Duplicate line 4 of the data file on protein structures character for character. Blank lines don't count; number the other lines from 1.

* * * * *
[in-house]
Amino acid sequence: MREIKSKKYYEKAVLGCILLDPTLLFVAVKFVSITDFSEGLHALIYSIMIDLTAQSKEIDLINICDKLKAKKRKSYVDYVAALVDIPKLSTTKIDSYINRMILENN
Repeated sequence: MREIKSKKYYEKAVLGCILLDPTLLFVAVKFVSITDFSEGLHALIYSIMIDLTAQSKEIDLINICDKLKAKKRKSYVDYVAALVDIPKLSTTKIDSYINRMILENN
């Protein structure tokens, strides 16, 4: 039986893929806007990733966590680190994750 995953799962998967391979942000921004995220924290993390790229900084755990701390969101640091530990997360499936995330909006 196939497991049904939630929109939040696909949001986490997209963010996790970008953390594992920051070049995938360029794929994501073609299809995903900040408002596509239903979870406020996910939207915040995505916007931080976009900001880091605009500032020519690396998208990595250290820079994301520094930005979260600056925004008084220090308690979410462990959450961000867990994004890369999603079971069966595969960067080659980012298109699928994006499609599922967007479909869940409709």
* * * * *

């Protein structure tokens, strides 16, 4: 039986893929806007990733966590680190994750 995953799962998967391979942000921004995220924290993390790229900084755990701390969101640091530990997360499936995330909006 196939497991049904939630929109939040696909949001986490997209963010996790970008953390594992920051070049995938360029794929994501073609299809995903900040408002596509239903979870406020996910939207915040995505916007931080976009900001880091605009500032020519690396998208990595250290820079994301520094930005979260600056925004008084220090308690979410462990959450961000867990994004890369999603079971069966595969960067080659980012298109699928994006499609599922967007479909869940409709």